It is a particularly well-suited approach to better understand the underlying structure of data when scientific understanding of the data is at an early stage. BN modelling is designed to sort out directly from indirectly related variables and offers a far richer modelling framework than classical approaches in epidemiology like, e.g., regression techniques or extensions thereof. In contrast to structural equation modelling (Hair, Black, Babin, Anderson, Tatham et al. 1998), which requires expert knowledge to design the model, the Additive Bayesian Network (ABN) method is a data-driven approach (Lewis and Ward 2013; Kratzer, Pittavino, Lewis, and Furrer 2019b). It does not rely on expert knowledge, but it can possiarXiv:1911.09006v1
Point estimation of class prevalences in the presence of data set shift has been a popular research topic for more than two decades. Less attention has been paid to the construction of confidence and prediction intervals for estimates of class prevalences. One little considered question is whether or not it is necessary for practical purposes to distinguish confidence and prediction intervals. Another question so far not yet conclusively answered is whether or not the discriminatory power of the classifier or score at the basis of an estimation method matters for the accuracy of the estimates of the class prevalences. This paper presents a simulation study aimed at shedding some light on these and other related questions.
Rolnick, David, Donti, Priya L., Kaack, Lynn H., Kochanski, Kelly, Lacoste, Alexandre, Sankaran, Kris, Ross, Andrew Slavin, Milojevic-Dupont, Nikola, Jaques, Natasha, Waldman-Brown, Anna, Luccioni, Alexandra, Maharaj, Tegan, Sherwin, Evan D., Mukkavilli, S. Karthik, Kording, Konrad P., Gomes, Carla, Ng, Andrew Y., Hassabis, Demis, Platt, John C., Creutzig, Felix, Chayes, Jennifer, Bengio, Yoshua
Climate change is one of the greatest challenges facing humanity, and we, as machine learning experts, may wonder how we can help. Here we describe how machine learning can be a powerful tool in reducing greenhouse gas emissions and helping society adapt to a changing climate. From smart grids to disaster management, we identify high impact problems where existing gaps can be filled by machine learning, in collaboration with other fields. Our recommendations encompass exciting research questions as well as promising business opportunities. We call on the machine learning community to join the global effort against climate change.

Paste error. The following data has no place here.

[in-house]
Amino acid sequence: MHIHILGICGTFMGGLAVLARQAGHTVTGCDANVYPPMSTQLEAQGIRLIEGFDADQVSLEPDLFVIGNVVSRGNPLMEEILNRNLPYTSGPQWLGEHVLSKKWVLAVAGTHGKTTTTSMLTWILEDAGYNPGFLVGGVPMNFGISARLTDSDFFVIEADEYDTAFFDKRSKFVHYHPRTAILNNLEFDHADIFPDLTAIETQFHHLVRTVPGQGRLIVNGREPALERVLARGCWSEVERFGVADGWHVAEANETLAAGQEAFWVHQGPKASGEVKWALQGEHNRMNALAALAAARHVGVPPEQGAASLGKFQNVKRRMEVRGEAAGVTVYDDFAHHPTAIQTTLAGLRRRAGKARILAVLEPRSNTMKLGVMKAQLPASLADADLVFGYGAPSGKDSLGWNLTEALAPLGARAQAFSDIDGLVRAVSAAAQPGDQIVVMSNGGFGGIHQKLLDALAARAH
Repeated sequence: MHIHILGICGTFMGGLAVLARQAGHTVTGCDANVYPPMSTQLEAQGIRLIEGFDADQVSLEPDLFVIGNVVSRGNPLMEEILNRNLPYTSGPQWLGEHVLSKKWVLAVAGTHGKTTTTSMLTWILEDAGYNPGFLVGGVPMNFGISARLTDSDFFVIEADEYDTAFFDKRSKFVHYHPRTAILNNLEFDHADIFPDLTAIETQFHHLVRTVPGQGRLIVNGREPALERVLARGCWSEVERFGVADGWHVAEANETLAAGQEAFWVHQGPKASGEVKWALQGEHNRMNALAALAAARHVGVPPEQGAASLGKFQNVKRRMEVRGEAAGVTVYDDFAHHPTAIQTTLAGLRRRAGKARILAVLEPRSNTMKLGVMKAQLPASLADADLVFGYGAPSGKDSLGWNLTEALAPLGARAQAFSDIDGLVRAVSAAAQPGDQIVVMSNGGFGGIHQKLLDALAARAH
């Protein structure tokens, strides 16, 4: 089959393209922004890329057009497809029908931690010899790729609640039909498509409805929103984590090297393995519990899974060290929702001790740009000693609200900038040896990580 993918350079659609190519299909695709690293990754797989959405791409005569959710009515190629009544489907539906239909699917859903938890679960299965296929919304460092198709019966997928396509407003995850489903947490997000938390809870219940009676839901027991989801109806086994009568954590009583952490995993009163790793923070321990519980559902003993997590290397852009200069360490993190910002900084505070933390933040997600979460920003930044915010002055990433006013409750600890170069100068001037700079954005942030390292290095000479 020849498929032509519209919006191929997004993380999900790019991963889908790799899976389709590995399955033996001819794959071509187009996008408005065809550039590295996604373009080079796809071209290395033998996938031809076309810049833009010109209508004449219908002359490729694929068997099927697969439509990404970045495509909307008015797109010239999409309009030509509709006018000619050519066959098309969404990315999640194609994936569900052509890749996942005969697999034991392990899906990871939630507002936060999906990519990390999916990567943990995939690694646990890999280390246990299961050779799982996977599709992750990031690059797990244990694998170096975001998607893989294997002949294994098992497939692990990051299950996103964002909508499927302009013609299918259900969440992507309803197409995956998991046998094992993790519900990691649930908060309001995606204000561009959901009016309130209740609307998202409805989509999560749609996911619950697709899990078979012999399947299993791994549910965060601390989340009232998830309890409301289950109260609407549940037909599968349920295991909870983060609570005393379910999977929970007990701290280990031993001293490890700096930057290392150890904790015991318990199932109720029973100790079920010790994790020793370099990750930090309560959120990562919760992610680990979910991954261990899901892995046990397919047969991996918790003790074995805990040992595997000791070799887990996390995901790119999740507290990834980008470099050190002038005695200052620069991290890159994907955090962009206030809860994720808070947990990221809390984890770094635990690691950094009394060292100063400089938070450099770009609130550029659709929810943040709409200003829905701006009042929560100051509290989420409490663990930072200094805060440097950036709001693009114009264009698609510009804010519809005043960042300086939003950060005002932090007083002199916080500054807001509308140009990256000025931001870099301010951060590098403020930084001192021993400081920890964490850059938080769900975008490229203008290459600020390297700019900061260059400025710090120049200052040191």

The positivity assumption, or the experimental treatment assignment (ETA) assumption, is important for identifiability in causal inference. Even if the positivity assumption holds, practical violations of this assumption may jeopardize the finite sample performance of the causal estimator. One of the consequences of practical violations of the positivity assumption is extreme values in the estimated propensity score (PS). A common practice to address this issue is truncating the PS estimate when constructing PS-based estimators. In this study, we propose a novel adaptive truncation method, Positivity-C-TMLE, based on the collaborative targeted maximum likelihood estimation (C-TMLE) methodology. We demonstrate the outstanding performance of our novel approach in a variety of simulations by comparing it with other commonly studied estimators. Results show that by adaptively truncating the estimated PS with a more targeted objective function, the Positivity-C-TMLE estimator achieves the best performance for both point estimation and confidence interval coverage among all estimators considered.
Despite tremendous progress in outlier detection research in recent years, the majority of existing methods are designed only to detect unconditional outliers that correspond to unusual data patterns expressed in the joint space of all data attributes. Such methods are not applicable when we seek to detect conditional outliers that reflect unusual responses associated with a given context or condition. This work focuses on multivariate conditional outlier detection, a special type of the conditional outlier detection problem, where data instances consist of multi-dimensional input (context) and output (responses) pairs. We present a novel outlier detection framework that identifies abnormal input-output associations in data with the help of a decomposable conditional probabilistic model that is learned from all data instances. Since components of this model can vary in their quality, we combine them with the help of weights reflecting their reliability in assessment of outliers. We study two ways of calculating the component weights: global that relies on all data, and local that relies only on instances similar to the target instance. Experimental results on data from various domains demonstrate the ability of our framework to successfully identify multivariate conditional outliers.